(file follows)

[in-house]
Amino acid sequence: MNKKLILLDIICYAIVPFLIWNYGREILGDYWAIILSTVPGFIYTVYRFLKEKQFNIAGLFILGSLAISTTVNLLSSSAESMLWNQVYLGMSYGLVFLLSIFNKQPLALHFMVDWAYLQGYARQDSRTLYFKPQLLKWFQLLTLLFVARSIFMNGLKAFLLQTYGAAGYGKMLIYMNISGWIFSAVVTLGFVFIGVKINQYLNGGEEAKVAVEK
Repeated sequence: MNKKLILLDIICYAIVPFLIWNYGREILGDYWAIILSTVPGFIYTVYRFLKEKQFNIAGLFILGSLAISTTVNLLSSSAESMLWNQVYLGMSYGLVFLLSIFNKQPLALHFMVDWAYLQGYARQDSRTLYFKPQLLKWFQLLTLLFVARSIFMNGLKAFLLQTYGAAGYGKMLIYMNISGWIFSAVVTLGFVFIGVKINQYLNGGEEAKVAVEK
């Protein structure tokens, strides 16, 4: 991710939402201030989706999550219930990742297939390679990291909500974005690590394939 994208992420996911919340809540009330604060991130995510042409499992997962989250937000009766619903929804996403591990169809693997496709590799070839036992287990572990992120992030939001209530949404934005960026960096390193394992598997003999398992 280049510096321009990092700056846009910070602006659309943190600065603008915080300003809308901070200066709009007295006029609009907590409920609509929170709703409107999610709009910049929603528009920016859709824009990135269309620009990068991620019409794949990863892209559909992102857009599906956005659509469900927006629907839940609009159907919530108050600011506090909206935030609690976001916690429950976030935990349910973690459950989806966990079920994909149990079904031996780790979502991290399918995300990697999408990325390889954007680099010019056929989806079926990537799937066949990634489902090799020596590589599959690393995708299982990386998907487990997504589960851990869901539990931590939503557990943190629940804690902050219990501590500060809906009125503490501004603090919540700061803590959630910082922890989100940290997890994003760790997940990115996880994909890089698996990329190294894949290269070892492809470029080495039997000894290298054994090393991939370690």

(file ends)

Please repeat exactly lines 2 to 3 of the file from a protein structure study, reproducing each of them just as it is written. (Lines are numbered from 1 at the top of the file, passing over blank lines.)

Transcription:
Amino acid sequence: MNKKLILLDIICYAIVPFLIWNYGREILGDYWAIILSTVPGFIYTVYRFLKEKQFNIAGLFILGSLAISTTVNLLSSSAESMLWNQVYLGMSYGLVFLLSIFNKQPLALHFMVDWAYLQGYARQDSRTLYFKPQLLKWFQLLTLLFVARSIFMNGLKAFLLQTYGAAGYGKMLIYMNISGWIFSAVVTLGFVFIGVKINQYLNGGEEAKVAVEK
Repeated sequence: MNKKLILLDIICYAIVPFLIWNYGREILGDYWAIILSTVPGFIYTVYRFLKEKQFNIAGLFILGSLAISTTVNLLSSSAESMLWNQVYLGMSYGLVFLLSIFNKQPLALHFMVDWAYLQGYARQDSRTLYFKPQLLKWFQLLTLLFVARSIFMNGLKAFLLQTYGAAGYGKMLIYMNISGWIFSAVVTLGFVFIGVKINQYLNGGEEAKVAVEK